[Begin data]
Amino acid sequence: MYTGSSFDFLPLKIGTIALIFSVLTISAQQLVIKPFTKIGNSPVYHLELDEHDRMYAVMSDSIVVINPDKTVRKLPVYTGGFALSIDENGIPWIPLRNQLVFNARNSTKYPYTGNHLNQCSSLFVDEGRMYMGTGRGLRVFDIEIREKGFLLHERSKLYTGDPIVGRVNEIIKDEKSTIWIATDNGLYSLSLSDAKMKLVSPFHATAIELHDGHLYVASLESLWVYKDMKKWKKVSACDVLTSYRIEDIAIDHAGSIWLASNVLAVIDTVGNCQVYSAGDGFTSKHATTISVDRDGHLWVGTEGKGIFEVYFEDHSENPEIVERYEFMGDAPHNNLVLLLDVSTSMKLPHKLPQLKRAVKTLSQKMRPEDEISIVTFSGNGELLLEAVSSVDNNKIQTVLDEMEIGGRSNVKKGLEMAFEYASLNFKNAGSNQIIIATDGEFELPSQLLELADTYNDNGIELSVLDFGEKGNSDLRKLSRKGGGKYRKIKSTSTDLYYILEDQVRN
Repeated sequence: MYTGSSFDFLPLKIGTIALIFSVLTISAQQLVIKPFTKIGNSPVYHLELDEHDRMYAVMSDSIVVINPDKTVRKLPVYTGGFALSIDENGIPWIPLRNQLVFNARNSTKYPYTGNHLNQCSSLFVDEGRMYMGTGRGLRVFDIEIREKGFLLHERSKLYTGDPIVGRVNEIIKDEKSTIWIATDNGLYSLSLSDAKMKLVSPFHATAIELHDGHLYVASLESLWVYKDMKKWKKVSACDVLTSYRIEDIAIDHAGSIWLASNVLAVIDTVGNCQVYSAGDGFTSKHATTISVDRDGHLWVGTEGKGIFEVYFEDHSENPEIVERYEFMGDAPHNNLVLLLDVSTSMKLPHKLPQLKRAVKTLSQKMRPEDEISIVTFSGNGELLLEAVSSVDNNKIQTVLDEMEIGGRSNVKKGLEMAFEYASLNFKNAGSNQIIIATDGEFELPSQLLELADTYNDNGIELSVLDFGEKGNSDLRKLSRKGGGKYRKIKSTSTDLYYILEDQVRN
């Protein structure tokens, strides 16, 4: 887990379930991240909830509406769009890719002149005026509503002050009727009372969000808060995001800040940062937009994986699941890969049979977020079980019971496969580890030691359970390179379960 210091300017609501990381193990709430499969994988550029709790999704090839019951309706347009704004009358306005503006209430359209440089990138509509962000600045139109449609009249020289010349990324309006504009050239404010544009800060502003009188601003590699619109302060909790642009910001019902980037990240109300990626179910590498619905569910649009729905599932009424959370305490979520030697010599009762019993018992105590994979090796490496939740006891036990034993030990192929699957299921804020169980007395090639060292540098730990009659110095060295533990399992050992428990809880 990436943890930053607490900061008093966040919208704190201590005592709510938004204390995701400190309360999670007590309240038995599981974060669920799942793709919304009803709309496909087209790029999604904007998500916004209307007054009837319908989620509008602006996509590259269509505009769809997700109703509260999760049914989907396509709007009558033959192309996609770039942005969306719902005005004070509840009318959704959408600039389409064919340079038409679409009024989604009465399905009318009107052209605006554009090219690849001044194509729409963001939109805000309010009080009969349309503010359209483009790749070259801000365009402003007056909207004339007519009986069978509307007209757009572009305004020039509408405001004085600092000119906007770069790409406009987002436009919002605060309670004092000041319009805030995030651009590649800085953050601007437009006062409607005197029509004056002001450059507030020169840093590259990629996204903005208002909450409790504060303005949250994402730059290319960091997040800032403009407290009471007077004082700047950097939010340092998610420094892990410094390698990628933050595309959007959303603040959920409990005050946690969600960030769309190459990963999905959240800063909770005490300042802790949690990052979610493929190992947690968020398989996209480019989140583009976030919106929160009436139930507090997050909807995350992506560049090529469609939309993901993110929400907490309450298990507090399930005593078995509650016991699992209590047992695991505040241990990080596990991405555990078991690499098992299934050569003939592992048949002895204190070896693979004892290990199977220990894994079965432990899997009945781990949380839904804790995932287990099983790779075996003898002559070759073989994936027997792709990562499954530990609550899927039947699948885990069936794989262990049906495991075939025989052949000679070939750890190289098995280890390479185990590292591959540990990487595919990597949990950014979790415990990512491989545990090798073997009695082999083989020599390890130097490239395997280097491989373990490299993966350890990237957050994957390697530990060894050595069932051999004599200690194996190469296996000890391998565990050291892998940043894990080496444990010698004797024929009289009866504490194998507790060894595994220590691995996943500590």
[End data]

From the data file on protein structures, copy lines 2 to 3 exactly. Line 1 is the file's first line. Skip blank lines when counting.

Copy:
Repeated sequence: MYTGSSFDFLPLKIGTIALIFSVLTISAQQLVIKPFTKIGNSPVYHLELDEHDRMYAVMSDSIVVINPDKTVRKLPVYTGGFALSIDENGIPWIPLRNQLVFNARNSTKYPYTGNHLNQCSSLFVDEGRMYMGTGRGLRVFDIEIREKGFLLHERSKLYTGDPIVGRVNEIIKDEKSTIWIATDNGLYSLSLSDAKMKLVSPFHATAIELHDGHLYVASLESLWVYKDMKKWKKVSACDVLTSYRIEDIAIDHAGSIWLASNVLAVIDTVGNCQVYSAGDGFTSKHATTISVDRDGHLWVGTEGKGIFEVYFEDHSENPEIVERYEFMGDAPHNNLVLLLDVSTSMKLPHKLPQLKRAVKTLSQKMRPEDEISIVTFSGNGELLLEAVSSVDNNKIQTVLDEMEIGGRSNVKKGLEMAFEYASLNFKNAGSNQIIIATDGEFELPSQLLELADTYNDNGIELSVLDFGEKGNSDLRKLSRKGGGKYRKIKSTSTDLYYILEDQVRN
């Protein structure tokens, strides 16, 4: 887990379930991240909830509406769009890719002149005026509503002050009727009372969000808060995001800040940062937009994986699941890969049979977020079980019971496969580890030691359970390179379960 210091300017609501990381193990709430499969994988550029709790999704090839019951309706347009704004009358306005503006209430359209440089990138509509962000600045139109449609009249020289010349990324309006504009050239404010544009800060502003009188601003590699619109302060909790642009910001019902980037990240109300990626179910590498619905569910649009729905599932009424959370305490979520030697010599009762019993018992105590994979090796490496939740006891036990034993030990192929699957299921804020169980007395090639060292540098730990009659110095060295533990399992050992428990809880 990436943890930053607490900061008093966040919208704190201590005592709510938004204390995701400190309360999670007590309240038995599981974060669920799942793709919304009803709309496909087209790029999604904007998500916004209307007054009837319908989620509008602006996509590259269509505009769809997700109703509260999760049914989907396509709007009558033959192309996609770039942005969306719902005005004070509840009318959704959408600039389409064919340079038409679409009024989604009465399905009318009107052209605006554009090219690849001044194509729409963001939109805000309010009080009969349309503010359209483009790749070259801000365009402003007056909207004339007519009986069978509307007209757009572009305004020039509408405001004085600092000119906007770069790409406009987002436009919002605060309670004092000041319009805030995030651009590649800085953050601007437009006062409607005197029509004056002001450059507030020169840093590259990629996204903005208002909450409790504060303005949250994402730059290319960091997040800032403009407290009471007077004082700047950097939010340092998610420094892990410094390698990628933050595309959007959303603040959920409990005050946690969600960030769309190459990963999905959240800063909770005490300042802790949690990052979610493929190992947690968020398989996209480019989140583009976030919106929160009436139930507090997050909807995350992506560049090529469609939309993901993110929400907490309450298990507090399930005593078995509650016991699992209590047992695991505040241990990080596990991405555990078991690499098992299934050569003939592992048949002895204190070896693979004892290990199977220990894994079965432990899997009945781990949380839904804790995932287990099983790779075996003898002559070759073989994936027997792709990562499954530990609550899927039947699948885990069936794989262990049906495991075939025989052949000679070939750890190289098995280890390479185990590292591959540990990487595919990597949990950014979790415990990512491989545990090798073997009695082999083989020599390890130097490239395997280097491989373990490299993966350890990237957050994957390697530990060894050595069932051999004599200690194996190469296996000890391998565990050291892998940043894990080496444990010698004797024929009289009866504490194998507790060894595994220590691995996943500590």